?FN 8. Details of the Marine Life Protection Act Initiative were made publicly available on DFG`s website (http://www.dfg.ca.gov/mrd/mlpa).



?FN 9. As we understand the term, a public-private partnership is a project in which there is cooperation between the public and private sectors in one or more areas of the design, development, construction, operation, ownership or financing of infrastructure assets, or in the provision of services. Compared to traditional procurement methods, the private sector assumes a greater role in the planning, financing, design, construction, operation and maintenance of public facilities or service delivery. (Cal. Debt & Investment Advisory Com., Office of the Cal. Treasurer, ISSUE BRIEF: Privitization vs. Public Private Partnerships: A Comparative Analysis (August 2007) at p. 4, fns. omitted, italics added, available at www.treasurer.ca.gov/cdiac/publications/privatization.pdf; see also National Council for Public-Private Partnerships, How Partnerships Work (April 27, 2007), www.ncppp.org/howpart/index.shtml.) Such partnerships, including those designed to provide various forms of financial assistance, have been authorized, encouraged or mandated by our Legislature in connection with such diverse purposes as the provision of educational and placement services for foster children and other youth (Educ. Code, ? 48853.5, subd. (d)(6); Welf. & Inst. Code, ?? 16124, subd. (j), 16605, subds. (a), (b), 18986.2, subd. (d), 18986.11, subd. (e)); redesign and reformation of high schools (Educ. Code, ? 52070, subd. (c)); construction of educational facilities (Educ. Code, ? 81004, subds. (a), (b), (c)); provision of architectural and engineering services for certain infrastructure projects (Gov. Code, ? 4529.10, Initiative Measure, Prop. 35 (2000), ? 2(b)); assessment of technologies available for improved emergency alerts (Gov. Code, ? 8593.6); satisfaction of local housing needs (Health & Saf. Code, ?? 50843, subd. (d)(1), 50843.5, subds. (a), (b)); protection, acquisition, restoration, preservation, and management of wetlands (Pub. Res. Code, ?? 5811, subd. (c), 5814, subd. (a)(3)); stewardship of agricultural and grazing land (Pub. Res. Code, ? 10282, subds. (a), (e)(5)); and the improvement of water supply, quality, and infrastructure (Wat. Code, ? 79205.10, subd. (c).)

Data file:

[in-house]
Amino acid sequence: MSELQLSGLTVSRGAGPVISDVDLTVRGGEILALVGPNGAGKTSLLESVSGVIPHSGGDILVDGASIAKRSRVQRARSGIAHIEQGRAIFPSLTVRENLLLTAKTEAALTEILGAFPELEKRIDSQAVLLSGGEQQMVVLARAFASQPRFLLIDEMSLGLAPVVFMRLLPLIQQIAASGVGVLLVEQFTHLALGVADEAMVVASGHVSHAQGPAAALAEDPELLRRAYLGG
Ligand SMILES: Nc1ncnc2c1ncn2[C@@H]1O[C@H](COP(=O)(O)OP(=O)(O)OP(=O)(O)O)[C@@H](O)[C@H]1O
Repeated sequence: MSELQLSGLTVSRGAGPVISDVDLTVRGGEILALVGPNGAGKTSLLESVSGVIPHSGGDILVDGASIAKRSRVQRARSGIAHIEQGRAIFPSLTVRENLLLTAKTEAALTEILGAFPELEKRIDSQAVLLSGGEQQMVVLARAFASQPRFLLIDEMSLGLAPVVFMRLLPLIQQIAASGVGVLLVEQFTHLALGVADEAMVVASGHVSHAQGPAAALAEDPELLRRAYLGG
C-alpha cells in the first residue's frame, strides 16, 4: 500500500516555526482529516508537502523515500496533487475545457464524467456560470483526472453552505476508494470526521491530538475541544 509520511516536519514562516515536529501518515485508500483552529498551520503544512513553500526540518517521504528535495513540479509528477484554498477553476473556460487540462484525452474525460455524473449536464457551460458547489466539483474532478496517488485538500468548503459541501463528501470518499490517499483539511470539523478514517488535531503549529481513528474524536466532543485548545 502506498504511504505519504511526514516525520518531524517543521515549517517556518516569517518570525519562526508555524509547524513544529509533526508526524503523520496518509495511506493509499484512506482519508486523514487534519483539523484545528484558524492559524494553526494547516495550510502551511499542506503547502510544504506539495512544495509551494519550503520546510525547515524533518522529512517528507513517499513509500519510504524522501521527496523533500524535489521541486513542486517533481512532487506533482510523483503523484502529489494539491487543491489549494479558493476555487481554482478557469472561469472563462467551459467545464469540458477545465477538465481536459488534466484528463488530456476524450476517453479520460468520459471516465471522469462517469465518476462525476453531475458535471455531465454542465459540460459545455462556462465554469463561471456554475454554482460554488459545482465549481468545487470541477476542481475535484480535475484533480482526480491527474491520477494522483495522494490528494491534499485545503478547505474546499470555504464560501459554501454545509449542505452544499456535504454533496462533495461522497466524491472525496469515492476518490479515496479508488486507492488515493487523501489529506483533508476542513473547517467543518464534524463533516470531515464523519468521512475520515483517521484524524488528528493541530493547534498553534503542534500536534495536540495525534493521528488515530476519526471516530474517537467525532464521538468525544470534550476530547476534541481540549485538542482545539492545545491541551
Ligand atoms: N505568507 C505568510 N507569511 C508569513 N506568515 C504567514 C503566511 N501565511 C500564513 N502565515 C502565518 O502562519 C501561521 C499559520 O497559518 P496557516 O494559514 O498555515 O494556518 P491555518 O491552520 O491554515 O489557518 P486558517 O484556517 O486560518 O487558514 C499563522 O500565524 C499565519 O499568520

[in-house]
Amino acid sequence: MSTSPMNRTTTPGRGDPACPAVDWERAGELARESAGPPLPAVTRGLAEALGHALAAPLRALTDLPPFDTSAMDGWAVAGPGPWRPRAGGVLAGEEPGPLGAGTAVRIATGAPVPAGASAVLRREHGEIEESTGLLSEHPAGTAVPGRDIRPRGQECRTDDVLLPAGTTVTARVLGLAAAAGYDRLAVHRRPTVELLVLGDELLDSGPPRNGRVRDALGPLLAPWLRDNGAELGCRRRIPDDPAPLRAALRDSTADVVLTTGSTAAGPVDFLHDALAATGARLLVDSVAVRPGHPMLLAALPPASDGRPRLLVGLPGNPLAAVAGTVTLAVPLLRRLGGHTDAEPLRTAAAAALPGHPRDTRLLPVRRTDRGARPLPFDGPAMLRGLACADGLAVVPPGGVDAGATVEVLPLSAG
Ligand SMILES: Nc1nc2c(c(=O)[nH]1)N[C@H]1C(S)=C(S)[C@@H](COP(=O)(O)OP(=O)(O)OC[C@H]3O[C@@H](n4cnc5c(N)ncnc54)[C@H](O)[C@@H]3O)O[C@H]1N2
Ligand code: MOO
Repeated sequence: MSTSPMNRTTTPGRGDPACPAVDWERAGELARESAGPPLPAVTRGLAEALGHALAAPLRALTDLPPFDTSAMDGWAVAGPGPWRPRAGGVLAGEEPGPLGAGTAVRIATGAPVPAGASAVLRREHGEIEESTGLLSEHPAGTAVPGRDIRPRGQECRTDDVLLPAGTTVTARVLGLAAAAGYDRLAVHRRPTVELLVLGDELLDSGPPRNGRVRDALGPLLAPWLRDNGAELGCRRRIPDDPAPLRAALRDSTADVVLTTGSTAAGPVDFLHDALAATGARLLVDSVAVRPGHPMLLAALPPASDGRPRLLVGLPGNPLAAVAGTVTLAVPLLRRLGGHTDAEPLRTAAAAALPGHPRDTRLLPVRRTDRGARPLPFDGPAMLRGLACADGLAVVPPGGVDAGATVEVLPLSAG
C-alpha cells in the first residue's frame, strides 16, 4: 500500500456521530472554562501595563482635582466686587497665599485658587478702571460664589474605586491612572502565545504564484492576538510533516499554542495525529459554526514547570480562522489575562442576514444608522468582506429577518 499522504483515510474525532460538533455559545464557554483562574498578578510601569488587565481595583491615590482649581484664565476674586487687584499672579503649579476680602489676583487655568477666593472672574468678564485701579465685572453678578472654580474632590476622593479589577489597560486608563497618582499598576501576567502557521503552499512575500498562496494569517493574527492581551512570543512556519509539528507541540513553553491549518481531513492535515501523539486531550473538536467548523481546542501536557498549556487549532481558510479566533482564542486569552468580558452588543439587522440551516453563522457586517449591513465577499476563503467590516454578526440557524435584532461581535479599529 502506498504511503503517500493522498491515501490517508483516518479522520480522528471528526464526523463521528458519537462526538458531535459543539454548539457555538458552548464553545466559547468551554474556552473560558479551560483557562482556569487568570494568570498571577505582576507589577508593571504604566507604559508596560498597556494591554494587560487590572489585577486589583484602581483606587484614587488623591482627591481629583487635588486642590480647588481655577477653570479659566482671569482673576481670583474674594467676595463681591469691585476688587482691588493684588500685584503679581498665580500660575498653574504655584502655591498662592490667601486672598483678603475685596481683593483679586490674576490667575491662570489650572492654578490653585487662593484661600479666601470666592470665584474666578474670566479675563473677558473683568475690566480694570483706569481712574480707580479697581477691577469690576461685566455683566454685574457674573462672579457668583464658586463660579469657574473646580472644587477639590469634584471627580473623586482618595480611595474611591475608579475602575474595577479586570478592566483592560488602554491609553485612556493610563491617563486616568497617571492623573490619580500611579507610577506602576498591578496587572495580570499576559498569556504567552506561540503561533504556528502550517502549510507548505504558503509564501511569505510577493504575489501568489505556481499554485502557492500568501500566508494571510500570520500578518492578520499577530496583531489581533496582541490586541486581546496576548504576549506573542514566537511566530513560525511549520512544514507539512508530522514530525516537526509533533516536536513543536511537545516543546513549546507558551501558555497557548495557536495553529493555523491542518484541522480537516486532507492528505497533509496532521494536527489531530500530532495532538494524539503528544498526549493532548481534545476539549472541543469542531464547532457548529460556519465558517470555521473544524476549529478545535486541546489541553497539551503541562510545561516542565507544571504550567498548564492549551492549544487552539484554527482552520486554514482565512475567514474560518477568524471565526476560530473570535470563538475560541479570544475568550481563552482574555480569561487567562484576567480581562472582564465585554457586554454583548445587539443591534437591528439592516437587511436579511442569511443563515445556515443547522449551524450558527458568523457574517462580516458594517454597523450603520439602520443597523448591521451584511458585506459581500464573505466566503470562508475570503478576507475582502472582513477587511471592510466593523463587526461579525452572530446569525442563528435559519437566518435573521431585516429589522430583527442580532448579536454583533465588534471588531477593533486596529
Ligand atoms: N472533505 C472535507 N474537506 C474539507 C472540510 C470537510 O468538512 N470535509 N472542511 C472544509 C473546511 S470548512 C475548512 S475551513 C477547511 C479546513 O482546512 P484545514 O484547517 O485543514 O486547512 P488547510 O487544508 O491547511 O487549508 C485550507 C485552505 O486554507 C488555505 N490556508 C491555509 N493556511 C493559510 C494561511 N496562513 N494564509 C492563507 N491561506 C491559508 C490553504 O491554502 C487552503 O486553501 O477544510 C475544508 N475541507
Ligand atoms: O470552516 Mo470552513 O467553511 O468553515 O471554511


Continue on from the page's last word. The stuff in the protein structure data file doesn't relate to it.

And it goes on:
?FN 10. Suggested explanations for the amount and scope of legislative delegation that takes place include not just the need to leave technical questions to experts, which most obviously explains the delegation of authority by the MLPA, but also politicians` desire to duck blame for unpopular choices or to create new opportunities for constituency service, the inability of multimember legislatures to reach stable consensus, and the impossibility (or excessive cost) of anticipating and resolving all implementation issues in advance. (Stephenson, Legislative Allocation of Delegated Power: Uncertainty, Risk, and the Choice Between Agencies and Courts (2006) 119 Harv. L.Rev. 1036, 1036-1037, fns. omitted.)



?FN 11. The feeling that the doctrine prohibiting delegation of legislative power has been, as Justice Marshall said, virtually abandoned by the [Supreme] Court for all practical purposes (FPC v. New England Power Co. (1974) 415 U.S. 345, 352-353 (conc. opn. of Marshall, J.) and is now moribund (National Cable Television Assn. v. U.S. (1974) 415 U.S. 336, 353 (dis. opn. of Marshall, J.), accounts for the fact that judicial applications of the doctrine have been much criticized. (Kugler v. Yocum (1968) 69 Cal.2d 371, 375; see, e.g., Schoenbrod, Power Without Responsibility: How Congress Abuses the People Through Delegation (1993); 1 Davis, Administrative Law Treatise (2d ed. 1978) at p. 193 [[t]he case law has not crystallized any consistent principles].) In the Supreme Court, the nondelegation doctrine is now largely limited to statutory interpretation (Mistretta v. United States, supra, 488 U.S. 361, 373, fn. 7), the sole purpose for which appellants raise it in this case.